Chicago Review Press Inc., which includes the 30-year-old publishing house Chicago Review Press and distributor Independent Publishers Group, has acquired Tucson, Ariz.—based educational publisher Zephyr Press. The deal includes the press, which has an active backlist of nearly 150 books and 50 teaching aids, as well as Zephyr's mail-order catalogue operation.

According to Chicago Review CEO Curt Matthews, Zephyr's educational materials, which are geared toward gifted children, are a good match for Chicago Review's activity-oriented children's books. "We've been having very good and increasing success with the children's books we publish," Matthews said. "We've been taking the high road on this niche, and have found that teachers loved the books. Zephyr seemed to fit the way we like to operate in a niche."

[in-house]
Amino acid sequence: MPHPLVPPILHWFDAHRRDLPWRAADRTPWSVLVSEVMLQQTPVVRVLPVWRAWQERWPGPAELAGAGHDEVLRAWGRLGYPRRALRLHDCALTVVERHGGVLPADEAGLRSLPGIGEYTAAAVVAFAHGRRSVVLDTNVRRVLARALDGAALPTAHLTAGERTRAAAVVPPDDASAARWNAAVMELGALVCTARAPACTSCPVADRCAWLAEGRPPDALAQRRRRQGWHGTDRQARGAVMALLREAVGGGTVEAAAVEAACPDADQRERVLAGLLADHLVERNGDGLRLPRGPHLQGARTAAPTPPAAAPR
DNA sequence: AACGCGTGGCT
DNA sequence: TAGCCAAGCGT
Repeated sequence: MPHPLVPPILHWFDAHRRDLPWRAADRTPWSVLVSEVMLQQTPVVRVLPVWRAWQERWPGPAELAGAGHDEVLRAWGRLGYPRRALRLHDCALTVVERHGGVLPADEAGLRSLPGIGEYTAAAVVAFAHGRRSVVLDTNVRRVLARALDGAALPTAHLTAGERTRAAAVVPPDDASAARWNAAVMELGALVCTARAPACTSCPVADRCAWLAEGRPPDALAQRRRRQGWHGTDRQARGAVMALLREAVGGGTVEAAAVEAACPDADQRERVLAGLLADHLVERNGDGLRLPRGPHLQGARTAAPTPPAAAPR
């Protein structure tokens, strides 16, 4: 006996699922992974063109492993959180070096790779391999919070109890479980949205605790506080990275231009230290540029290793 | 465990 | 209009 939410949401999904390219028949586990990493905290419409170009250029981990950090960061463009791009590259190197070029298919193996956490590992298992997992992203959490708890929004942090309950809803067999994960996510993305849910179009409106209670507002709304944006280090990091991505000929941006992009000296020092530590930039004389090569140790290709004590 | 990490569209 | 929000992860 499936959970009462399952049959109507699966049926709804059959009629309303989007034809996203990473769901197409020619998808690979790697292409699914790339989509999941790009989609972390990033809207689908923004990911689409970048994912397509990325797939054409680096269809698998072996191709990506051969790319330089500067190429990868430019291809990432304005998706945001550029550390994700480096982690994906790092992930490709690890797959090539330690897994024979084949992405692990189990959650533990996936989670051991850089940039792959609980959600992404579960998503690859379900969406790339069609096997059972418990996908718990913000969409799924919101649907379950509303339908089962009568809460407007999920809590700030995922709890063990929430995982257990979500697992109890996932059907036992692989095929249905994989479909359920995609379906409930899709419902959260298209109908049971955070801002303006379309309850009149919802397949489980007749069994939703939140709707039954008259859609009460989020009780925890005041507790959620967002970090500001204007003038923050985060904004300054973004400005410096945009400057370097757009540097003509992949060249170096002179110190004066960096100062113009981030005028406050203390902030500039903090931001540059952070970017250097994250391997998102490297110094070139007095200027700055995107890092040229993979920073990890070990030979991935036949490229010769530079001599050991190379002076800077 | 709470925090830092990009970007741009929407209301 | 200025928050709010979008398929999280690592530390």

Jerome Pohlen has been named senior editor of the Zephyr imprint, which will begin publishing new titles, many of which were already in the works, as early as spring 2004. Matthews anticipates doing 12 books a year under the Zephyr name, bringing Chicago Review Press's publishing program to 50 books a year. Currently there are two imprints: Lawrence Hill Books, which specializes in books for the African-American market, and Chicago Review Press (which was recently the subject of a legal battle with musician Van Morrison over its unauthorized biography Can You Feel the Silence?). Zephyr founder Joey Tanner will stay on as a consultant for Chicago Review Press Inc.

The mail-order program will be incorporated into the IPG side of the business, which marks its entrée into direct-to-consumer marketing. IPG president Mark Suchomel said he plans to keep the current schedule of two full catalogues a year, supplemented by smaller mailings.

Even before the deal went through, Zephyr included some of Chicago Review Press's books in its fall catalogue for the first time. Suchomel plans to add more Chicago Review Press titles in future mailings and to expand the breadth of the program. "We're certainly going to be looking at things we've distributed and see if they make sense in the catalogue. We'll also be looking at publishers outside IPG," said Suchomel.